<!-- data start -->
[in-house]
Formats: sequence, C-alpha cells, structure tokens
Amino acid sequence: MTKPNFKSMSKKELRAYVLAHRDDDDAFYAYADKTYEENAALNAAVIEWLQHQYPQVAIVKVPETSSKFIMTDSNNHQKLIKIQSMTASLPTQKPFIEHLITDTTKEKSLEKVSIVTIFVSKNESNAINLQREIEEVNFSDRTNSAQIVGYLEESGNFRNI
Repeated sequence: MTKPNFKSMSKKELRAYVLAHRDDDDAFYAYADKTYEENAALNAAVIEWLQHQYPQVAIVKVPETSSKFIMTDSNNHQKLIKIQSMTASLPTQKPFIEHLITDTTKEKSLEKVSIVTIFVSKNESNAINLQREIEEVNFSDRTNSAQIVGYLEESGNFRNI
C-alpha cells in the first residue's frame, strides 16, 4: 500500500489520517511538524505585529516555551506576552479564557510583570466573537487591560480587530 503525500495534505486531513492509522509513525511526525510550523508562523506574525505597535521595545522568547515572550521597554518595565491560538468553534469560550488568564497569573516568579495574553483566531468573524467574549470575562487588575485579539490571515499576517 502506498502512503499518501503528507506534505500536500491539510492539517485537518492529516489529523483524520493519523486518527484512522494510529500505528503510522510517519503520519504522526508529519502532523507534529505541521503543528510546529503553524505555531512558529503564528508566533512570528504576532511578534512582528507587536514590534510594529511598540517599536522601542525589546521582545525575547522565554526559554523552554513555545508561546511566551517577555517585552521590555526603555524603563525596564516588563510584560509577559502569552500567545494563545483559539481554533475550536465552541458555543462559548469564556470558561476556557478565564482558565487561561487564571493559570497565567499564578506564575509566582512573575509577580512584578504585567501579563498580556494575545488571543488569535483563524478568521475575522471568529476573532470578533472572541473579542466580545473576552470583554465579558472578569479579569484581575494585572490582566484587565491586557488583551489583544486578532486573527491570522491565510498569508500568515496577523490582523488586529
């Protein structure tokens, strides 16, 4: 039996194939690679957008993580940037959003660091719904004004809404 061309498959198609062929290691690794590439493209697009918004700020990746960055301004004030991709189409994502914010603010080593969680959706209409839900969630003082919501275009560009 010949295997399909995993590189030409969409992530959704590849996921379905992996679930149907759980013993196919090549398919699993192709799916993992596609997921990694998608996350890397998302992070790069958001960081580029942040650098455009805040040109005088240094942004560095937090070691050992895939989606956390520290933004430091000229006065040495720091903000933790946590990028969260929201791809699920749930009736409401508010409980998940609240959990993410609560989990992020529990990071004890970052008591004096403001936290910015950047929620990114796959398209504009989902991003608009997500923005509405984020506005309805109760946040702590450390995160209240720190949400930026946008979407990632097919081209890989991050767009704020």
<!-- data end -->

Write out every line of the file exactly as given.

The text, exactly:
[in-house]
Formats: sequence, C-alpha cells, structure tokens
Amino acid sequence: MTKPNFKSMSKKELRAYVLAHRDDDDAFYAYADKTYEENAALNAAVIEWLQHQYPQVAIVKVPETSSKFIMTDSNNHQKLIKIQSMTASLPTQKPFIEHLITDTTKEKSLEKVSIVTIFVSKNESNAINLQREIEEVNFSDRTNSAQIVGYLEESGNFRNI
Repeated sequence: MTKPNFKSMSKKELRAYVLAHRDDDDAFYAYADKTYEENAALNAAVIEWLQHQYPQVAIVKVPETSSKFIMTDSNNHQKLIKIQSMTASLPTQKPFIEHLITDTTKEKSLEKVSIVTIFVSKNESNAINLQREIEEVNFSDRTNSAQIVGYLEESGNFRNI
C-alpha cells in the first residue's frame, strides 16, 4: 500500500489520517511538524505585529516555551506576552479564557510583570466573537487591560480587530 503525500495534505486531513492509522509513525511526525510550523508562523506574525505597535521595545522568547515572550521597554518595565491560538468553534469560550488568564497569573516568579495574553483566531468573524467574549470575562487588575485579539490571515499576517 502506498502512503499518501503528507506534505500536500491539510492539517485537518492529516489529523483524520493519523486518527484512522494510529500505528503510522510517519503520519504522526508529519502532523507534529505541521503543528510546529503553524505555531512558529503564528508566533512570528504576532511578534512582528507587536514590534510594529511598540517599536522601542525589546521582545525575547522565554526559554523552554513555545508561546511566551517577555517585552521590555526603555524603563525596564516588563510584560509577559502569552500567545494563545483559539481554533475550536465552541458555543462559548469564556470558561476556557478565564482558565487561561487564571493559570497565567499564578506564575509566582512573575509577580512584578504585567501579563498580556494575545488571543488569535483563524478568521475575522471568529476573532470578533472572541473579542466580545473576552470583554465579558472578569479579569484581575494585572490582566484587565491586557488583551489583544486578532486573527491570522491565510498569508500568515496577523490582523488586529
């Protein structure tokens, strides 16, 4: 039996194939690679957008993580940037959003660091719904004004809404 061309498959198609062929290691690794590439493209697009918004700020990746960055301004004030991709189409994502914010603010080593969680959706209409839900969630003082919501275009560009 010949295997399909995993590189030409969409992530959704590849996921379905992996679930149907759980013993196919090549398919699993192709799916993992596609997921990694998608996350890397998302992070790069958001960081580029942040650098455009805040040109005088240094942004560095937090070691050992895939989606956390520290933004430091000229006065040495720091903000933790946590990028969260929201791809699920749930009736409401508010409980998940609240959990993410609560989990992020529990990071004890970052008591004096403001936290910015950047929620990114796959398209504009989902991003608009997500923005509405984020506005309805109760946040702590450390995160209240720190949400930026946008979407990632097919081209890989991050767009704020």